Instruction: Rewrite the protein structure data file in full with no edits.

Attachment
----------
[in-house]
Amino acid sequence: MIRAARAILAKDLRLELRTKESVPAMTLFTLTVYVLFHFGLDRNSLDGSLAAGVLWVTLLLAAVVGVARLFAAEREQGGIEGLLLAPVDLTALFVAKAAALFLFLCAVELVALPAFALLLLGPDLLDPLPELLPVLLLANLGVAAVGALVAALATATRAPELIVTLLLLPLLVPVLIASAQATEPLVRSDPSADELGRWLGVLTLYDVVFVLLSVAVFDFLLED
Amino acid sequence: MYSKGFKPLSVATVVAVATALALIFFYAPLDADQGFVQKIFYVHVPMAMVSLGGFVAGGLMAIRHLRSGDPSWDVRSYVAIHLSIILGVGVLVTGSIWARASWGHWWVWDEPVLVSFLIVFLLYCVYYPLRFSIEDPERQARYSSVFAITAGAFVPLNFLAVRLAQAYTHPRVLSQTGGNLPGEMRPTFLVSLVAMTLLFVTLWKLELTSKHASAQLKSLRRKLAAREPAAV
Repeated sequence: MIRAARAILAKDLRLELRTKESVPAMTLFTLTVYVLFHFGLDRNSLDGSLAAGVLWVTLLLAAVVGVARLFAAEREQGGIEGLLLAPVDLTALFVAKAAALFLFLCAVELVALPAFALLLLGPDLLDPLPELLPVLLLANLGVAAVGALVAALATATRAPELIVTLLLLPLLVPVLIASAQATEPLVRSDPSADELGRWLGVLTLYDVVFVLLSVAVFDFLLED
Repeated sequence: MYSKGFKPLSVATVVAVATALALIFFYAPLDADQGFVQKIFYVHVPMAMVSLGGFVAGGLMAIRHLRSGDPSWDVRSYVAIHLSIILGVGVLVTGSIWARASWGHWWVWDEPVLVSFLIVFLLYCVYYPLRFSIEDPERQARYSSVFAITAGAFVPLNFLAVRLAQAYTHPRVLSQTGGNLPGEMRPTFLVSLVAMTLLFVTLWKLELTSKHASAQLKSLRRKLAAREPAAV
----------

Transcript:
[in-house]
Amino acid sequence: MIRAARAILAKDLRLELRTKESVPAMTLFTLTVYVLFHFGLDRNSLDGSLAAGVLWVTLLLAAVVGVARLFAAEREQGGIEGLLLAPVDLTALFVAKAAALFLFLCAVELVALPAFALLLLGPDLLDPLPELLPVLLLANLGVAAVGALVAALATATRAPELIVTLLLLPLLVPVLIASAQATEPLVRSDPSADELGRWLGVLTLYDVVFVLLSVAVFDFLLED
Amino acid sequence: MYSKGFKPLSVATVVAVATALALIFFYAPLDADQGFVQKIFYVHVPMAMVSLGGFVAGGLMAIRHLRSGDPSWDVRSYVAIHLSIILGVGVLVTGSIWARASWGHWWVWDEPVLVSFLIVFLLYCVYYPLRFSIEDPERQARYSSVFAITAGAFVPLNFLAVRLAQAYTHPRVLSQTGGNLPGEMRPTFLVSLVAMTLLFVTLWKLELTSKHASAQLKSLRRKLAAREPAAV
Repeated sequence: MIRAARAILAKDLRLELRTKESVPAMTLFTLTVYVLFHFGLDRNSLDGSLAAGVLWVTLLLAAVVGVARLFAAEREQGGIEGLLLAPVDLTALFVAKAAALFLFLCAVELVALPAFALLLLGPDLLDPLPELLPVLLLANLGVAAVGALVAALATATRAPELIVTLLLLPLLVPVLIASAQATEPLVRSDPSADELGRWLGVLTLYDVVFVLLSVAVFDFLLED
Repeated sequence: MYSKGFKPLSVATVVAVATALALIFFYAPLDADQGFVQKIFYVHVPMAMVSLGGFVAGGLMAIRHLRSGDPSWDVRSYVAIHLSIILGVGVLVTGSIWARASWGHWWVWDEPVLVSFLIVFLLYCVYYPLRFSIEDPERQARYSSVFAITAGAFVPLNFLAVRLAQAYTHPRVLSQTGGNLPGEMRPTFLVSLVAMTLLFVTLWKLELTSKHASAQLKSLRRKLAAREPAAV